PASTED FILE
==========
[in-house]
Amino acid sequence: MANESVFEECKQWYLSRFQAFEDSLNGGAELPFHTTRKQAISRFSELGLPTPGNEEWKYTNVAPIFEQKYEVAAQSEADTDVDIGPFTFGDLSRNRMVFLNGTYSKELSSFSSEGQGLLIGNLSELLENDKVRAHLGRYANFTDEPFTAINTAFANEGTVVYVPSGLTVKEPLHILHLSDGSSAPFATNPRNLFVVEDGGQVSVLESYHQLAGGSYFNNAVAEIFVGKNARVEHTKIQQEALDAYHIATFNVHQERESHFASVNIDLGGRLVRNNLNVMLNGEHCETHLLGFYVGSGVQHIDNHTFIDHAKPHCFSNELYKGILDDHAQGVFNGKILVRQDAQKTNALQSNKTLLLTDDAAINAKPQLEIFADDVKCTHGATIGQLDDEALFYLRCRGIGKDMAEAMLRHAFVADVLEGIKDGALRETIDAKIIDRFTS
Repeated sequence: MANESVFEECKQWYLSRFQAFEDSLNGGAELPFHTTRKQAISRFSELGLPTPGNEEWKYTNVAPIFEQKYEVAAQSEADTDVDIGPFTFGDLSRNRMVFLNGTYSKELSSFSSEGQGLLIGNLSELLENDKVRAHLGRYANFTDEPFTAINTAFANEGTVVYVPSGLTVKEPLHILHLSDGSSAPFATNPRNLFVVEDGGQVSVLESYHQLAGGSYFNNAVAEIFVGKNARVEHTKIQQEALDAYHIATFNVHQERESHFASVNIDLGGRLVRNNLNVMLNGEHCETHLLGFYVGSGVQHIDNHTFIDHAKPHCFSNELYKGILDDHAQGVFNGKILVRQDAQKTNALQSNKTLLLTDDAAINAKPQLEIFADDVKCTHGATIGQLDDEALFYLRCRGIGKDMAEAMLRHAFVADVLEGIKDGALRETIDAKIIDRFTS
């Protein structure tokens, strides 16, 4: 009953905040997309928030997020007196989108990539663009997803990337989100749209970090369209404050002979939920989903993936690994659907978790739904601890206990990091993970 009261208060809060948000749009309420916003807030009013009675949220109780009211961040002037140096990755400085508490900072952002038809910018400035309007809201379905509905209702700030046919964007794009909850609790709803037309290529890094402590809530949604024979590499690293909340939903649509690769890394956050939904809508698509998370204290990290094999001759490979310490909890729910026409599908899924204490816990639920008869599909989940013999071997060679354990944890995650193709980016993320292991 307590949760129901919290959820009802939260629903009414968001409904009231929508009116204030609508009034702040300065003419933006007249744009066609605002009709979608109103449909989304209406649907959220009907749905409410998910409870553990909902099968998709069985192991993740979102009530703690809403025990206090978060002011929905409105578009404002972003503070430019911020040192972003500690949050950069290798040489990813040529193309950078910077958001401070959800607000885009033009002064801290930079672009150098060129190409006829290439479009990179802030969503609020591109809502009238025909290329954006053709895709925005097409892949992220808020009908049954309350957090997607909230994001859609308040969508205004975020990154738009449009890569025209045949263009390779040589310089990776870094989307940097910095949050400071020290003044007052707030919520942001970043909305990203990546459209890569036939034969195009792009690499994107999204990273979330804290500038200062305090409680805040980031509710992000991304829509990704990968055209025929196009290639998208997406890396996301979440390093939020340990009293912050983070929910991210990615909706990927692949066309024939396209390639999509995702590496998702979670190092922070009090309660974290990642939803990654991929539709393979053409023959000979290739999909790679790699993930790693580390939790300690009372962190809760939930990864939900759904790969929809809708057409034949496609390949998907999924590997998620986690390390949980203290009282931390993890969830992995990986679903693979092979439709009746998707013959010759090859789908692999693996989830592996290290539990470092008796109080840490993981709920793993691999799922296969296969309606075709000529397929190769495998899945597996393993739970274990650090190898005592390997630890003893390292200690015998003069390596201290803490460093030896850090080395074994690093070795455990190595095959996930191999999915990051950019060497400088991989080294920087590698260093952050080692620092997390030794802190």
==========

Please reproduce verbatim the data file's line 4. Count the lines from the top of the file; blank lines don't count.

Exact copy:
């Protein structure tokens, strides 16, 4: 009953905040997309928030997020007196989108990539663009997803990337989100749209970090369209404050002979939920989903993936690994659907978790739904601890206990990091993970 009261208060809060948000749009309420916003807030009013009675949220109780009211961040002037140096990755400085508490900072952002038809910018400035309007809201379905509905209702700030046919964007794009909850609790709803037309290529890094402590809530949604024979590499690293909340939903649509690769890394956050939904809508698509998370204290990290094999001759490979310490909890729910026409599908899924204490816990639920008869599909989940013999071997060679354990944890995650193709980016993320292991 307590949760129901919290959820009802939260629903009414968001409904009231929508009116204030609508009034702040300065003419933006007249744009066609605002009709979608109103449909989304209406649907959220009907749905409410998910409870553990909902099968998709069985192991993740979102009530703690809403025990206090978060002011929905409105578009404002972003503070430019911020040192972003500690949050950069290798040489990813040529193309950078910077958001401070959800607000885009033009002064801290930079672009150098060129190409006829290439479009990179802030969503609020591109809502009238025909290329954006053709895709925005097409892949992220808020009908049954309350957090997607909230994001859609308040969508205004975020990154738009449009890569025209045949263009390779040589310089990776870094989307940097910095949050400071020290003044007052707030919520942001970043909305990203990546459209890569036939034969195009792009690499994107999204990273979330804290500038200062305090409680805040980031509710992000991304829509990704990968055209025929196009290639998208997406890396996301979440390093939020340990009293912050983070929910991210990615909706990927692949066309024939396209390639999509995702590496998702979670190092922070009090309660974290990642939803990654991929539709393979053409023959000979290739999909790679790699993930790693580390939790300690009372962190809760939930990864939900759904790969929809809708057409034949496609390949998907999924590997998620986690390390949980203290009282931390993890969830992995990986679903693979092979439709009746998707013959010759090859789908692999693996989830592996290290539990470092008796109080840490993981709920793993691999799922296969296969309606075709000529397929190769495998899945597996393993739970274990650090190898005592390997630890003893390292200690015998003069390596201290803490460093030896850090080395074994690093070795455990190595095959996930191999999915990051950019060497400088991989080294920087590698260093952050080692620092997390030794802190």